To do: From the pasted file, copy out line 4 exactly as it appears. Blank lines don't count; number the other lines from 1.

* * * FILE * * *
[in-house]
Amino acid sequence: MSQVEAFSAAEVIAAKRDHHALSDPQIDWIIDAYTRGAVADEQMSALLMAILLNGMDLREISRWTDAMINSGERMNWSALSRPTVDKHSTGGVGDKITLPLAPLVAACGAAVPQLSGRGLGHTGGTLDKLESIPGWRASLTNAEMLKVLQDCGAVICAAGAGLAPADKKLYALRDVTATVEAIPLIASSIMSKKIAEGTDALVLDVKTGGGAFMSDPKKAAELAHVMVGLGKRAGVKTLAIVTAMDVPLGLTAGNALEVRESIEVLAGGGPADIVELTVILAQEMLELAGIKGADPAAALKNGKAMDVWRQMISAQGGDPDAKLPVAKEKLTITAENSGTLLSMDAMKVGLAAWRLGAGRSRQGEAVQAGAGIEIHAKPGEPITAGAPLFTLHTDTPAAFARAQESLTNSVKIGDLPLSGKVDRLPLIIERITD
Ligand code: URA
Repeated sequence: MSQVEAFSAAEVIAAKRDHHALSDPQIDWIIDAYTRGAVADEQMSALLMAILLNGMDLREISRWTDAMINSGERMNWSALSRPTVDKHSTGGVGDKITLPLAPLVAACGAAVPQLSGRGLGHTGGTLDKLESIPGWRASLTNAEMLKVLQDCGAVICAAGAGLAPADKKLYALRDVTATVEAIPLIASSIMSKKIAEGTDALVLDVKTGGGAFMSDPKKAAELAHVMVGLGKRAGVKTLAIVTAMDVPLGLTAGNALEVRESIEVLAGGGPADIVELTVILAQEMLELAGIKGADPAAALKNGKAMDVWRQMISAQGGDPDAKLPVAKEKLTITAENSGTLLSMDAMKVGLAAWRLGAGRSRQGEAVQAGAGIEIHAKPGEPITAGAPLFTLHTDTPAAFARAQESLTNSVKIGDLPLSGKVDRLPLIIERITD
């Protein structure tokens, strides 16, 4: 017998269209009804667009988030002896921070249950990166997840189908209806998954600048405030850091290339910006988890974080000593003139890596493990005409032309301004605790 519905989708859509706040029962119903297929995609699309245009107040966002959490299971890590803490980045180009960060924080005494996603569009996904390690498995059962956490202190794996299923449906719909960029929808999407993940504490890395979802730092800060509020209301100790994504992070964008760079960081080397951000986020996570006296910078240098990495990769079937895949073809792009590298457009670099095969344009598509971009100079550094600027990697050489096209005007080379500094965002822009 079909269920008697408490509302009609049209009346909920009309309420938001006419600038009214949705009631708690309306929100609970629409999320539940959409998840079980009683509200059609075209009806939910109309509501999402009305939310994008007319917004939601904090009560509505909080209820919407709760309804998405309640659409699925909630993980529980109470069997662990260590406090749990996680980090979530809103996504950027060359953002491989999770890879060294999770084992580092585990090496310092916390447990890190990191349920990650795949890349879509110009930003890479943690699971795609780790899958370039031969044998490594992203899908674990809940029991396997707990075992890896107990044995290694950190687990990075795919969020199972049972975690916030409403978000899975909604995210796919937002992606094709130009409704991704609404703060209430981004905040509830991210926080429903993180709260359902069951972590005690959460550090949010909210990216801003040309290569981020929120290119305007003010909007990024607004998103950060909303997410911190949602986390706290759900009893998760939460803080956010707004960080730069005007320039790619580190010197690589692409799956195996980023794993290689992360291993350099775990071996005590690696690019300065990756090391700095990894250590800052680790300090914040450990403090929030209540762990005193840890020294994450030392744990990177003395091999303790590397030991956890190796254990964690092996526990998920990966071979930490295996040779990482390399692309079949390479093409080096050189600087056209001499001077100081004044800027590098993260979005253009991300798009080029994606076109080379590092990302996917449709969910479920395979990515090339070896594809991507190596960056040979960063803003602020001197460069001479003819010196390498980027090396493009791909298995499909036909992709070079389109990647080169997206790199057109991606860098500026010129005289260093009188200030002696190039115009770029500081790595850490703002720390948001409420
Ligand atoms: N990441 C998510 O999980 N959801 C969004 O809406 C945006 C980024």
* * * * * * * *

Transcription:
Repeated sequence: MSQVEAFSAAEVIAAKRDHHALSDPQIDWIIDAYTRGAVADEQMSALLMAILLNGMDLREISRWTDAMINSGERMNWSALSRPTVDKHSTGGVGDKITLPLAPLVAACGAAVPQLSGRGLGHTGGTLDKLESIPGWRASLTNAEMLKVLQDCGAVICAAGAGLAPADKKLYALRDVTATVEAIPLIASSIMSKKIAEGTDALVLDVKTGGGAFMSDPKKAAELAHVMVGLGKRAGVKTLAIVTAMDVPLGLTAGNALEVRESIEVLAGGGPADIVELTVILAQEMLELAGIKGADPAAALKNGKAMDVWRQMISAQGGDPDAKLPVAKEKLTITAENSGTLLSMDAMKVGLAAWRLGAGRSRQGEAVQAGAGIEIHAKPGEPITAGAPLFTLHTDTPAAFARAQESLTNSVKIGDLPLSGKVDRLPLIIERITD